Spinels were not an original feature on the 1912 list of birthstones as mandated by the National Association of Jewelers. However in July 2016, the Jewelers of America (the erstwhile National Association of Jewelers, included spinels as the August birthstone list along with peridot. This gave spinels a huge boost in popularity since spinels provided consumers with a lot more variety than the singular yellowish-green of peridot.
The controversy of spinels:
Spinels have been around fro as long as mankind has known about rubies and sapphires. Infact, the first synthetic spinel was produced in 1847 by a French chemist called Jacques Joseph Ebelman. However, the commercial production of spinel was not perfected until the 1930’s when these “synthetic spinels” were used to imitate popular gemstones like aquamarine, zircon, ruby, tourmaline and more. Thus, when the world was first getting acquainted with spinels, they came across poor quality synthetic stones that were being passed off as spinels. This notion has taken firm roots and old schoolers still distrust gemstones that are termed as spinels.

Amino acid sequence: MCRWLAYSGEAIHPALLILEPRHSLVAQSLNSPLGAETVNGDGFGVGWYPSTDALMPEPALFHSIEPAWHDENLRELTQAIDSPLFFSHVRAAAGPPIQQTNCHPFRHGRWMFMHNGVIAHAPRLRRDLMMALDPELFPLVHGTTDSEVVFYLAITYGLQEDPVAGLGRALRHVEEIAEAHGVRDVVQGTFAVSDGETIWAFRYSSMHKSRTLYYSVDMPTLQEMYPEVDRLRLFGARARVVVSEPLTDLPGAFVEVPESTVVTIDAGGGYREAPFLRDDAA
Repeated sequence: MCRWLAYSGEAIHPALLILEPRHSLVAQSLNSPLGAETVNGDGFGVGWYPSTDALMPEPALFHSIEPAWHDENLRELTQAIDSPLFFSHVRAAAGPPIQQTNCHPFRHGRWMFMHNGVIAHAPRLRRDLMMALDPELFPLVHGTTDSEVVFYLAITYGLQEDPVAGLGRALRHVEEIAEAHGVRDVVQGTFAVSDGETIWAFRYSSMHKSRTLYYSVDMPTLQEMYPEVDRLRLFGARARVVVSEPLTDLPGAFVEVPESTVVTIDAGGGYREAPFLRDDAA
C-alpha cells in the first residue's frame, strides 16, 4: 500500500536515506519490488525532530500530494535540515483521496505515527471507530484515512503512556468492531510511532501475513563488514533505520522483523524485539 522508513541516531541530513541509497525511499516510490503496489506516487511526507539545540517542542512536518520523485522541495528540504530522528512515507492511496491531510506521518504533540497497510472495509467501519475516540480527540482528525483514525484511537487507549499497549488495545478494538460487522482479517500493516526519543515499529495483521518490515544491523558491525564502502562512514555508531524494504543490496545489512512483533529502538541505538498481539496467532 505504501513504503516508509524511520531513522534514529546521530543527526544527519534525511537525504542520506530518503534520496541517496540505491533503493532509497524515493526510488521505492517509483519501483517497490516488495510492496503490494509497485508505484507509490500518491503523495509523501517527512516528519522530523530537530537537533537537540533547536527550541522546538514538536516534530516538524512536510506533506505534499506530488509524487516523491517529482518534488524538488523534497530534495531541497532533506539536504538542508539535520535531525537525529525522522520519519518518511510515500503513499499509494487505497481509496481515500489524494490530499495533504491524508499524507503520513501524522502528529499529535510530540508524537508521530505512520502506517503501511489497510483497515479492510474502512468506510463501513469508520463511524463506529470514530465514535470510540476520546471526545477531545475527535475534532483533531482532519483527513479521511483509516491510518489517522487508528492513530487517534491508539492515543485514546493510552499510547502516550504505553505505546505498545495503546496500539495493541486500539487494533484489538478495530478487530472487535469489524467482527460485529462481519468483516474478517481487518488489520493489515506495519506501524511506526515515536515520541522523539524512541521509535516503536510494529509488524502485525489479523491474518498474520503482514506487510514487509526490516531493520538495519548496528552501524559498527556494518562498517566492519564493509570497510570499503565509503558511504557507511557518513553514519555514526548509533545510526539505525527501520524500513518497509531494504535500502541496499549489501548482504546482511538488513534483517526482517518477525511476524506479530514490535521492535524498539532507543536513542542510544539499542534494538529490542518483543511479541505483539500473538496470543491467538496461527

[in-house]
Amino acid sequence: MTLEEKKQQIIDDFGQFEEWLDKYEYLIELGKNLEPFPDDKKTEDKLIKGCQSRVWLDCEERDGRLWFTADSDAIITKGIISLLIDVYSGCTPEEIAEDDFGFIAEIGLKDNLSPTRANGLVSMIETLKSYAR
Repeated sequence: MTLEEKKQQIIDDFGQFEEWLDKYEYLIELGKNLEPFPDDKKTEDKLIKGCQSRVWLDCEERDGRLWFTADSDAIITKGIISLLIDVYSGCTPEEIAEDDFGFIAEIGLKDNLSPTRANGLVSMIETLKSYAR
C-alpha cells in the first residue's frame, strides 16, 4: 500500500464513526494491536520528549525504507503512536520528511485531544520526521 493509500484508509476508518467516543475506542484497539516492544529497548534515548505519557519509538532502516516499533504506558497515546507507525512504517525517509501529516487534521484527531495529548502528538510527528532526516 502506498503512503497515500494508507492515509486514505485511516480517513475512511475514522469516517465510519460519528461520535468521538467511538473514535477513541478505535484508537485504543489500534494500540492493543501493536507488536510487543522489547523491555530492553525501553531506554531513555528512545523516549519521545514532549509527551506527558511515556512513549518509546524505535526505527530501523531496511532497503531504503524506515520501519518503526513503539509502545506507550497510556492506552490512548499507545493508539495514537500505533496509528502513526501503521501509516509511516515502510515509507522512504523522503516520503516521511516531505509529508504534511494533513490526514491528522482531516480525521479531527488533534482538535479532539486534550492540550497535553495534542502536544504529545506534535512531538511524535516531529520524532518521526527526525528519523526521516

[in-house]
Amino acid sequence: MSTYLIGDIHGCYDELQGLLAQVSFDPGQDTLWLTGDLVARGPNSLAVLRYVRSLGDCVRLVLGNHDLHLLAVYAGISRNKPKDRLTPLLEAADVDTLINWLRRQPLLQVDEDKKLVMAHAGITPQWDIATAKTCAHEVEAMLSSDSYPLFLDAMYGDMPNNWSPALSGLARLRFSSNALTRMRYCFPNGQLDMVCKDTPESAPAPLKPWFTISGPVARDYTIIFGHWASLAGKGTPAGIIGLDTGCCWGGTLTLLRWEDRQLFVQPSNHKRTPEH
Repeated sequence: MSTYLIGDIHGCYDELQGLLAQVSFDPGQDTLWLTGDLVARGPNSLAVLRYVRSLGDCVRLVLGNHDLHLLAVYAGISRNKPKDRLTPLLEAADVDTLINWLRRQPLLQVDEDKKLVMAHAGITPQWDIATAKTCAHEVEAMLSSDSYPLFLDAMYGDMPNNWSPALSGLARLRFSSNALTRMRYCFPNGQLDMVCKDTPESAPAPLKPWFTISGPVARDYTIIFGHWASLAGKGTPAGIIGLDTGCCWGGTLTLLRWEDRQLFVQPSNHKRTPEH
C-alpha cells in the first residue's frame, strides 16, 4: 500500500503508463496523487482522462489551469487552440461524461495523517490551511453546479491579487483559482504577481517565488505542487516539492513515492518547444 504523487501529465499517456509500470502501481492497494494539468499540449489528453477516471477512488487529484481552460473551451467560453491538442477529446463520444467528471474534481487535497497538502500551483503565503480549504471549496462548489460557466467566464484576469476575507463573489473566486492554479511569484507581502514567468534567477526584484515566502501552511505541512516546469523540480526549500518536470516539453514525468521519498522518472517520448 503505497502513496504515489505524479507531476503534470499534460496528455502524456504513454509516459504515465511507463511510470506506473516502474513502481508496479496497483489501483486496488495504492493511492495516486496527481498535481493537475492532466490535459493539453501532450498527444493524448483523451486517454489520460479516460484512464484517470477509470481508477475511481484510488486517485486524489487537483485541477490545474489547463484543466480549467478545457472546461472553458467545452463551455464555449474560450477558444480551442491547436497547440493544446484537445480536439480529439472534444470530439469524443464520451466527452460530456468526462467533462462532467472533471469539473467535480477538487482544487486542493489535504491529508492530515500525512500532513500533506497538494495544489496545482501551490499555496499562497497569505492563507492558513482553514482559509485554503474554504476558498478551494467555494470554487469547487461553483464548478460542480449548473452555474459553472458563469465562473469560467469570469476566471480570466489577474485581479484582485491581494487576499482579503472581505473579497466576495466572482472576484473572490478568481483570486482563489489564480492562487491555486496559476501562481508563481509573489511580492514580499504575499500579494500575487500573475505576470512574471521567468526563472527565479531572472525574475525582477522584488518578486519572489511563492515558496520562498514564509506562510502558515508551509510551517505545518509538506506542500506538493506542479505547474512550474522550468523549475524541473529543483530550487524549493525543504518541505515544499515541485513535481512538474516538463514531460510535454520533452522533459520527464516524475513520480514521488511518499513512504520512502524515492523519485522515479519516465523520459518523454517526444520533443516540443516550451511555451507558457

Why invest in spinels RIGHT NOW:
Most jewellers and gemstone collectors today understand the deep, understated value of the spinel. The biggest testament to the merit of this gemstone is that, for years it has reigned on the crowns and closets of royalties for being considered perfect. For those requiring more convincing, here is why jewellers, gemstone wholesalers and retailers need to invest in spinel gemstones right now.
Rich and variant color range: